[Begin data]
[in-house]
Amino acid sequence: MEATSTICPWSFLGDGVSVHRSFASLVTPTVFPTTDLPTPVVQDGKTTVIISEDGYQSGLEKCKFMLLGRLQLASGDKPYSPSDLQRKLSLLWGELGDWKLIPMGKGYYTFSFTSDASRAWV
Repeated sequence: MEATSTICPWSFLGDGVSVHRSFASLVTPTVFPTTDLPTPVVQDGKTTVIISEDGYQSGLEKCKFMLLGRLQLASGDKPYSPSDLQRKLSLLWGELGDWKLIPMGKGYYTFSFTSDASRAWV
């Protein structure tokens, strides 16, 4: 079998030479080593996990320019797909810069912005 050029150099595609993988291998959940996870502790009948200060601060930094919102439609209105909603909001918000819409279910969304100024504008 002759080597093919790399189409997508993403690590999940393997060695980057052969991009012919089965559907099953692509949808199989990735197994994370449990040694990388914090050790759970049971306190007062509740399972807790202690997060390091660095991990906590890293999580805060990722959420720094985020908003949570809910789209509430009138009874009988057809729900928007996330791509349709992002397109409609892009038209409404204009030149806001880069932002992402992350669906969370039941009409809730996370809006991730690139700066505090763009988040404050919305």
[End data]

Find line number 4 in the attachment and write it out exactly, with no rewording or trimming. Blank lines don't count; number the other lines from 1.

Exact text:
């Protein structure tokens, strides 16, 4: 079998030479080593996990320019797909810069912005 050029150099595609993988291998959940996870502790009948200060601060930094919102439609209105909603909001918000819409279910969304100024504008 002759080597093919790399189409997508993403690590999940393997060695980057052969991009012919089965559907099953692509949808199989990735197994994370449990040694990388914090050790759970049971306190007062509740399972807790202690997060390091660095991990906590890293999580805060990722959420720094985020908003949570809910789209509430009138009874009988057809729900928007996330791509349709992002397109409609892009038209409404204009030149806001880069932002992402992350669906969370039941009409809730996370809006991730690139700066505090763009988040404050919305």